Morphogenic Society: Self-Government and Self-Organization as Misleading Metaphors

  • Margaret S. ArcherEmail author


Social theory has always been a borrower. With the increasing rapidity of social and systemic change, the attractions of cybernetics and general systems theory have grown over half a century. This chapter traces four succeeding phases in systems theory, treating all as misleading metaphors for conceptualizing processes of social change: (i) ‘variety’ in the First cybernetics; (ii) ‘heterogeneity’ in the Second cybernetics; (iii) societies as ‘complex adaptive systems’; (iv) the social as a ‘self-organizing system’ in Complexity Theory. It is argued that the social order is neither ‘self-governing’ nor ‘self-organizing’, but is rather a relationally contested organization. Social morphogenesis has to be understood in its own terms as the interplay between the properties and powers of structure (constraining, enabling, and motivating), culture (ideas, ideals, and ideational commitments) and agency (consciousness, reflexivity, and intentionality). The outcomes are never precisely what any group seeks, which fosters further contestation and morphogenesis.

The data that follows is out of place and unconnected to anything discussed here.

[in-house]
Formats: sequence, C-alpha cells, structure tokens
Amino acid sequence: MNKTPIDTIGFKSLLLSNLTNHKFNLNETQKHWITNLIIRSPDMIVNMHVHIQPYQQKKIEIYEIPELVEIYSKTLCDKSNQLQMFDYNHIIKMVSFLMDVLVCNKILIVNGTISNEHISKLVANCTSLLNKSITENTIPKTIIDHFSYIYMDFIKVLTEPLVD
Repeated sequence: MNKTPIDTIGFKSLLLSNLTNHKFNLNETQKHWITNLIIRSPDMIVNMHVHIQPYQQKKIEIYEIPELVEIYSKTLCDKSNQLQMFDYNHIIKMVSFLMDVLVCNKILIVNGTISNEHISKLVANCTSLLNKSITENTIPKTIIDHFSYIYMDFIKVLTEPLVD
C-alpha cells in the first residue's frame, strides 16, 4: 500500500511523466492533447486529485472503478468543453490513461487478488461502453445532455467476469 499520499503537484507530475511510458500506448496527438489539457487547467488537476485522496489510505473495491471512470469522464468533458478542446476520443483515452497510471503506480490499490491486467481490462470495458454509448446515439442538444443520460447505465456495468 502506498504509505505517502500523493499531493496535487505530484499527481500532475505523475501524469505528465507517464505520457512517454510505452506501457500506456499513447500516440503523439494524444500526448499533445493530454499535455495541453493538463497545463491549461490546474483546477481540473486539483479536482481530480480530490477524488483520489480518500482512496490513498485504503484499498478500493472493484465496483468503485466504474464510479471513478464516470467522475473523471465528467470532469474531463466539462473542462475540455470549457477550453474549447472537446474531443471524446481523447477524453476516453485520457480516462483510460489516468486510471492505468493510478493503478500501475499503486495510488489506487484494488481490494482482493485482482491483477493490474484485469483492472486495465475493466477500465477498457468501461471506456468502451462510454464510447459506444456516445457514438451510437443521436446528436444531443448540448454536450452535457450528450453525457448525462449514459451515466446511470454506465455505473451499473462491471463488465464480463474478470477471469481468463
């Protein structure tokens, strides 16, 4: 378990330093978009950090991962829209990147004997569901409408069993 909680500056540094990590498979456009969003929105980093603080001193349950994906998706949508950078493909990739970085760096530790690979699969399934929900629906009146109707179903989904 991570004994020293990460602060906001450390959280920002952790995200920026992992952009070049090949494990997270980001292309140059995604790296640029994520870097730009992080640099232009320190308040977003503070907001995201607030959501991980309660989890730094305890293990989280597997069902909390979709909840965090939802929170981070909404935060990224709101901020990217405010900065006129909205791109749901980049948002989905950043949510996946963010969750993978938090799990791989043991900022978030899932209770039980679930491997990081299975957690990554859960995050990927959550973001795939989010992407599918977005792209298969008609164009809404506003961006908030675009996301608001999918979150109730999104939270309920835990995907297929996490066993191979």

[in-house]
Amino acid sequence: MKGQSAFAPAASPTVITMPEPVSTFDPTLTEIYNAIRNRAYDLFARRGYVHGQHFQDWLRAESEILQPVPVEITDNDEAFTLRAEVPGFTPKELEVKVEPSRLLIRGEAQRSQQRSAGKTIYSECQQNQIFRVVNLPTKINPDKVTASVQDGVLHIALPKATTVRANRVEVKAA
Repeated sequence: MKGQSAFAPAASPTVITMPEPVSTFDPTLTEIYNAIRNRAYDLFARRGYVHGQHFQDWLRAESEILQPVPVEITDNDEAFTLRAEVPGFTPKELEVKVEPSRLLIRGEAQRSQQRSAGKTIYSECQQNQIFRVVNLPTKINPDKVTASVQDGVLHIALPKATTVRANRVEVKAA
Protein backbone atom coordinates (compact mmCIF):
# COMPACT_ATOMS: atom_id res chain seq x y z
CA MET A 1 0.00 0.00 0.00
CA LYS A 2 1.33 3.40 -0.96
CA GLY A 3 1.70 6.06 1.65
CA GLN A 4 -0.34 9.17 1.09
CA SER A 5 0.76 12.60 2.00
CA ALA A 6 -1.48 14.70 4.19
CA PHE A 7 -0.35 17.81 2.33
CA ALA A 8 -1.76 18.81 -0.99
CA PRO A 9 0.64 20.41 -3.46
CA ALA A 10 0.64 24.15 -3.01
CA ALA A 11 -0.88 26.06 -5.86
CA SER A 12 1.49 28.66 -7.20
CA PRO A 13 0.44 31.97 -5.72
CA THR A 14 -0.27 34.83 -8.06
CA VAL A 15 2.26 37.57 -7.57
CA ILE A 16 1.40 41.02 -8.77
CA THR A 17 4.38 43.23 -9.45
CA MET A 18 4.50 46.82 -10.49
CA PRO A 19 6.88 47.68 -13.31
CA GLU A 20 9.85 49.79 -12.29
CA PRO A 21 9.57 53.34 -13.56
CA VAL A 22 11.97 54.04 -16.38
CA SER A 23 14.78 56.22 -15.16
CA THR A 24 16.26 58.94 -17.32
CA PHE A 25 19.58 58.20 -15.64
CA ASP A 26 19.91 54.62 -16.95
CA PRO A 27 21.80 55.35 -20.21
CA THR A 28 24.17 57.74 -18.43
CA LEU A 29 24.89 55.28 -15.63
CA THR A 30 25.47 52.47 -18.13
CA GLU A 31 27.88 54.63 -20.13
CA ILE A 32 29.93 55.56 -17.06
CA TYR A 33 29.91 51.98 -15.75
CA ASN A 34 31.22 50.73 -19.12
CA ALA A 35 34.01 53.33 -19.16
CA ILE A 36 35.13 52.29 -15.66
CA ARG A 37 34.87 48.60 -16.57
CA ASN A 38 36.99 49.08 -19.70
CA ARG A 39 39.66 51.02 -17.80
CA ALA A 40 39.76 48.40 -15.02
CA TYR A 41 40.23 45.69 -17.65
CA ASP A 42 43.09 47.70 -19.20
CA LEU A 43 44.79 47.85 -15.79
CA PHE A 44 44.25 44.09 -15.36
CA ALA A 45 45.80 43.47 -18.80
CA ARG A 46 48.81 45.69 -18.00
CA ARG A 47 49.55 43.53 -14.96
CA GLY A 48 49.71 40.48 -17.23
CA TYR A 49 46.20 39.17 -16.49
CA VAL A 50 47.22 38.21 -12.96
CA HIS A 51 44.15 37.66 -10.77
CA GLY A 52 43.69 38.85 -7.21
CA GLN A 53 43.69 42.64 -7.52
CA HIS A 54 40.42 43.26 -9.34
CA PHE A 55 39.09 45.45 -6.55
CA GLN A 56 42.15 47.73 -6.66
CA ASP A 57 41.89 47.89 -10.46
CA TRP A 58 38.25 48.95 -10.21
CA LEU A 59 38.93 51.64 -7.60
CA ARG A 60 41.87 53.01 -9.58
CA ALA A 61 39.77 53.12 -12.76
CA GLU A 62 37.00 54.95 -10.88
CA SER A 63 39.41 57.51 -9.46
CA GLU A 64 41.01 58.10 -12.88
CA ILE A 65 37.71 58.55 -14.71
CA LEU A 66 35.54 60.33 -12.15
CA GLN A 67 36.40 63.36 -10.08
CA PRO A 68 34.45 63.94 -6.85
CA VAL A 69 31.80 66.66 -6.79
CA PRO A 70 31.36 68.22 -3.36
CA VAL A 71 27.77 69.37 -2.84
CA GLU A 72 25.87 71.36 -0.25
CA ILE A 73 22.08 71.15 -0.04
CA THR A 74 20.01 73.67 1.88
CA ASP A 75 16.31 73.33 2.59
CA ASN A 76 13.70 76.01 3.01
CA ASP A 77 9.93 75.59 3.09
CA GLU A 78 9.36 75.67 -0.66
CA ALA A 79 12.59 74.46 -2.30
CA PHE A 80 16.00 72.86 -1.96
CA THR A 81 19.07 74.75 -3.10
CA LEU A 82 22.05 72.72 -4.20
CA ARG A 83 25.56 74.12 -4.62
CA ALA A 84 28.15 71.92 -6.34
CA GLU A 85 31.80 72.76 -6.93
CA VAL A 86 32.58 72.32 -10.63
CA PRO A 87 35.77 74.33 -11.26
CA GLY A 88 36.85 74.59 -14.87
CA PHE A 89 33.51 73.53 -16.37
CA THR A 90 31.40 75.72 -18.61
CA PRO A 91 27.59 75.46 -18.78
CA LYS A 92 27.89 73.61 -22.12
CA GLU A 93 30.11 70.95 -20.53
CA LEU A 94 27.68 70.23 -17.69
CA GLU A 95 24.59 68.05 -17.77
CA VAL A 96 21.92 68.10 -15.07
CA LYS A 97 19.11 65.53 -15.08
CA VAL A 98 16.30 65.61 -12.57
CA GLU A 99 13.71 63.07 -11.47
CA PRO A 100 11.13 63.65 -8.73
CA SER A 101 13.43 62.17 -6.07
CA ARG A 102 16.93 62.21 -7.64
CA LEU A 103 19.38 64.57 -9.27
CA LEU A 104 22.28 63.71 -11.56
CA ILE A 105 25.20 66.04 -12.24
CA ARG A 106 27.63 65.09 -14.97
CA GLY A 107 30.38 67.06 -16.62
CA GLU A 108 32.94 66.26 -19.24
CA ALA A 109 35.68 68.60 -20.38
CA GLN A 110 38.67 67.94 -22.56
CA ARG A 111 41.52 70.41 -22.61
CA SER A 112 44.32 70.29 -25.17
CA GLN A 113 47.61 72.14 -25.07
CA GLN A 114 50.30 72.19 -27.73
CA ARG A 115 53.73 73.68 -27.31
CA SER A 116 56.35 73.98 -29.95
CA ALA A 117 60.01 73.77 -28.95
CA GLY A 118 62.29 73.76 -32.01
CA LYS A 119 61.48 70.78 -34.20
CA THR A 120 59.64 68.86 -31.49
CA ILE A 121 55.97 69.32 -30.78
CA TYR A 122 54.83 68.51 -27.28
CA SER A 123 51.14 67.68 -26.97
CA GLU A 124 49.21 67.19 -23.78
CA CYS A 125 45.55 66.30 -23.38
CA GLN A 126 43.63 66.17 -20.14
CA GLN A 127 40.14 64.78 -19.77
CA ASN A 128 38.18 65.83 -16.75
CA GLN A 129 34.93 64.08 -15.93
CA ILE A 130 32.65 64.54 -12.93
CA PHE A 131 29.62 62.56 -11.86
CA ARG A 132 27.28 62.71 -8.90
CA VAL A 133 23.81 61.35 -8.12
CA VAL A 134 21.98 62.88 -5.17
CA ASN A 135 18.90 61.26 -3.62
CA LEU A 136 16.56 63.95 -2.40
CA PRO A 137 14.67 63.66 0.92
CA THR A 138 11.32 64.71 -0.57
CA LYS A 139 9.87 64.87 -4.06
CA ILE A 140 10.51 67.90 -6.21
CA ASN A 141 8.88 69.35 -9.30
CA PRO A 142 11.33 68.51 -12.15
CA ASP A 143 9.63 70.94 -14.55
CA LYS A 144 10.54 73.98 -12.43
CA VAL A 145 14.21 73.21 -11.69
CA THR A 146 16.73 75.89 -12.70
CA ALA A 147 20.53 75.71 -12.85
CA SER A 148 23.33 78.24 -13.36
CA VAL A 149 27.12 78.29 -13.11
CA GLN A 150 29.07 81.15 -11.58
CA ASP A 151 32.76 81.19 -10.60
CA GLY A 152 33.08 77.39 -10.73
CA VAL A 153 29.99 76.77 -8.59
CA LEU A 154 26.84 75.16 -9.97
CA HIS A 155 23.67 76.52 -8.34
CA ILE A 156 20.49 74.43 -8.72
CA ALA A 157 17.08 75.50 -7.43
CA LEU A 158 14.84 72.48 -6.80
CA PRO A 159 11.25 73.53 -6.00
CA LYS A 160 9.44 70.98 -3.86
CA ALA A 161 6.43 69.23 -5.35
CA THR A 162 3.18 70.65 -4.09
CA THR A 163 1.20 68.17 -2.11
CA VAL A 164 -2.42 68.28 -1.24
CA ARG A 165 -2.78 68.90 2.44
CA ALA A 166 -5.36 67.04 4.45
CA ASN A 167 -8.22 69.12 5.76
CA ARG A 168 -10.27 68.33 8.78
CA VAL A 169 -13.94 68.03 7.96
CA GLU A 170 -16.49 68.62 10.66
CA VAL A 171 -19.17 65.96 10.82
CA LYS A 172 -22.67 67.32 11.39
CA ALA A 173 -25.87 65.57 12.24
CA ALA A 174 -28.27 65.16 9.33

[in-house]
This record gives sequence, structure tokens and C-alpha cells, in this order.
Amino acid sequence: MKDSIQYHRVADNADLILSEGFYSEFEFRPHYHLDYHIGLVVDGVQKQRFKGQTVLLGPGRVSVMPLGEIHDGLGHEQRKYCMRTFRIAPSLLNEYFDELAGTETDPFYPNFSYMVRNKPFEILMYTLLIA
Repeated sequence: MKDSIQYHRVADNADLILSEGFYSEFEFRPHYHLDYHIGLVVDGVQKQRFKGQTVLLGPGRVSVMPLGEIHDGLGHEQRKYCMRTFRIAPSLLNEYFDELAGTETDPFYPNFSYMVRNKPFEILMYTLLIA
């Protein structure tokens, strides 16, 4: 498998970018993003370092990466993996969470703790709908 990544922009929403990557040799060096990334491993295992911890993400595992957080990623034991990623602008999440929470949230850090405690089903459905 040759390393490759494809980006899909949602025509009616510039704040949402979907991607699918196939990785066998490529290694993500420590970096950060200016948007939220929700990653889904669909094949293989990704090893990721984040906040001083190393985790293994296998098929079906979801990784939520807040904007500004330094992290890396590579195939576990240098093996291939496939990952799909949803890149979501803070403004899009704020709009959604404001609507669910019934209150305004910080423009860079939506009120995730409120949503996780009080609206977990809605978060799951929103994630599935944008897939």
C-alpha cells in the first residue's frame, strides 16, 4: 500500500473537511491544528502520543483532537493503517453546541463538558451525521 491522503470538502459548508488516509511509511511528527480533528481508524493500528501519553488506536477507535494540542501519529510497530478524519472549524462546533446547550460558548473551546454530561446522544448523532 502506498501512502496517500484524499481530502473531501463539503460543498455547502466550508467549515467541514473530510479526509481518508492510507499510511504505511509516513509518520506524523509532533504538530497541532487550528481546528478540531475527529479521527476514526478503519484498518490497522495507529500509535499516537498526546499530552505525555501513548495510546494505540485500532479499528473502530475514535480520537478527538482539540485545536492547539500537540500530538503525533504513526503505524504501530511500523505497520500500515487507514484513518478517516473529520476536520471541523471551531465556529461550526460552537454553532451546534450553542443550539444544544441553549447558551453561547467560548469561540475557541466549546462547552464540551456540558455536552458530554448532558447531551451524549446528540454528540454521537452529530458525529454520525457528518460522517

Social theory Self-government and self-organization Heterogeneity’ in the second cybernetics Self-organizing system Relationally contested organization Powers of structure Ideas and culture Agency Contestation and morphogenesis 


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© Springer Science+Business Media Dordrecht 2013

Authors and Affiliations

  1. 1.Centre d’Ontologie SocialeEcole Polytechnique Fédérale de LausanneLausanneSwitzerland

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